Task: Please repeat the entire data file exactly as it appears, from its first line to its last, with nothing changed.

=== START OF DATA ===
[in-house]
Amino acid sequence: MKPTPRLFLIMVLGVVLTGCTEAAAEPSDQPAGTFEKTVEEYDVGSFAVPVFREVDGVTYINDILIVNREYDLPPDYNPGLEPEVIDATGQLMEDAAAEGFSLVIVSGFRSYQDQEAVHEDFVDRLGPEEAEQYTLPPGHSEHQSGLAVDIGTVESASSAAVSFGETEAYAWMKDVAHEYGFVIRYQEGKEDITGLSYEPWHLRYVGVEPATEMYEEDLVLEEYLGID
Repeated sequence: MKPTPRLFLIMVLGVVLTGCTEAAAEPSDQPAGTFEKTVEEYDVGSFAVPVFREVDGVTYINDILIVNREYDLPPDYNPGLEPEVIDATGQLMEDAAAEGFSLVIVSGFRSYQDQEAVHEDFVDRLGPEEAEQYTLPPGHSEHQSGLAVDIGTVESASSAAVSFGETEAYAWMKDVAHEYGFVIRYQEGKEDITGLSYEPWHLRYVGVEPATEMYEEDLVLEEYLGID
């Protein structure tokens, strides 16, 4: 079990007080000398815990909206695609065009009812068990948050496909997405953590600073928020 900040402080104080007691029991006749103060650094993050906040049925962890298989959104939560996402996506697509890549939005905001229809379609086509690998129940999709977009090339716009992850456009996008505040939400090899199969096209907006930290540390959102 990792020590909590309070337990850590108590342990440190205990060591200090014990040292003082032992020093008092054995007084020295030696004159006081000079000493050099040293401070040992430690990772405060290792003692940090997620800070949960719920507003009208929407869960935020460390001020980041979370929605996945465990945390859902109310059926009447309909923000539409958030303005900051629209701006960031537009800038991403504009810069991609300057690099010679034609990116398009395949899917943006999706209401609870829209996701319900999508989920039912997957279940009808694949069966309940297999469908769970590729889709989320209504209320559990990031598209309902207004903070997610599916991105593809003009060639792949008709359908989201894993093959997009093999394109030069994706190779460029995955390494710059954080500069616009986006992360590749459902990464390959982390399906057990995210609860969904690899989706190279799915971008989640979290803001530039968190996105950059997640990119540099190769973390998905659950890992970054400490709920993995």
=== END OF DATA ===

[in-house]
Amino acid sequence: MKPTPRLFLIMVLGVVLTGCTEAAAEPSDQPAGTFEKTVEEYDVGSFAVPVFREVDGVTYINDILIVNREYDLPPDYNPGLEPEVIDATGQLMEDAAAEGFSLVIVSGFRSYQDQEAVHEDFVDRLGPEEAEQYTLPPGHSEHQSGLAVDIGTVESASSAAVSFGETEAYAWMKDVAHEYGFVIRYQEGKEDITGLSYEPWHLRYVGVEPATEMYEEDLVLEEYLGID
Repeated sequence: MKPTPRLFLIMVLGVVLTGCTEAAAEPSDQPAGTFEKTVEEYDVGSFAVPVFREVDGVTYINDILIVNREYDLPPDYNPGLEPEVIDATGQLMEDAAAEGFSLVIVSGFRSYQDQEAVHEDFVDRLGPEEAEQYTLPPGHSEHQSGLAVDIGTVESASSAAVSFGETEAYAWMKDVAHEYGFVIRYQEGKEDITGLSYEPWHLRYVGVEPATEMYEEDLVLEEYLGID
């Protein structure tokens, strides 16, 4: 079990007080000398815990909206695609065009009812068990948050496909997405953590600073928020 900040402080104080007691029991006749103060650094993050906040049925962890298989959104939560996402996506697509890549939005905001229809379609086509690998129940999709977009090339716009992850456009996008505040939400090899199969096209907006930290540390959102 990792020590909590309070337990850590108590342990440190205990060591200090014990040292003082032992020093008092054995007084020295030696004159006081000079000493050099040293401070040992430690990772405060290792003692940090997620800070949960719920507003009208929407869960935020460390001020980041979370929605996945465990945390859902109310059926009447309909923000539409958030303005900051629209701006960031537009800038991403504009810069991609300057690099010679034609990116398009395949899917943006999706209401609870829209996701319900999508989920039912997957279940009808694949069966309940297999469908769970590729889709989320209504209320559990990031598209309902207004903070997610599916991105593809003009060639792949008709359908989201894993093959997009093999394109030069994706190779460029995955390494710059954080500069616009986006992360590749459902990464390959982390399906057990995210609860969904690899989706190279799915971008989640979290803001530039968190996105950059997640990119540099190769973390998905659950890992970054400490709920993995």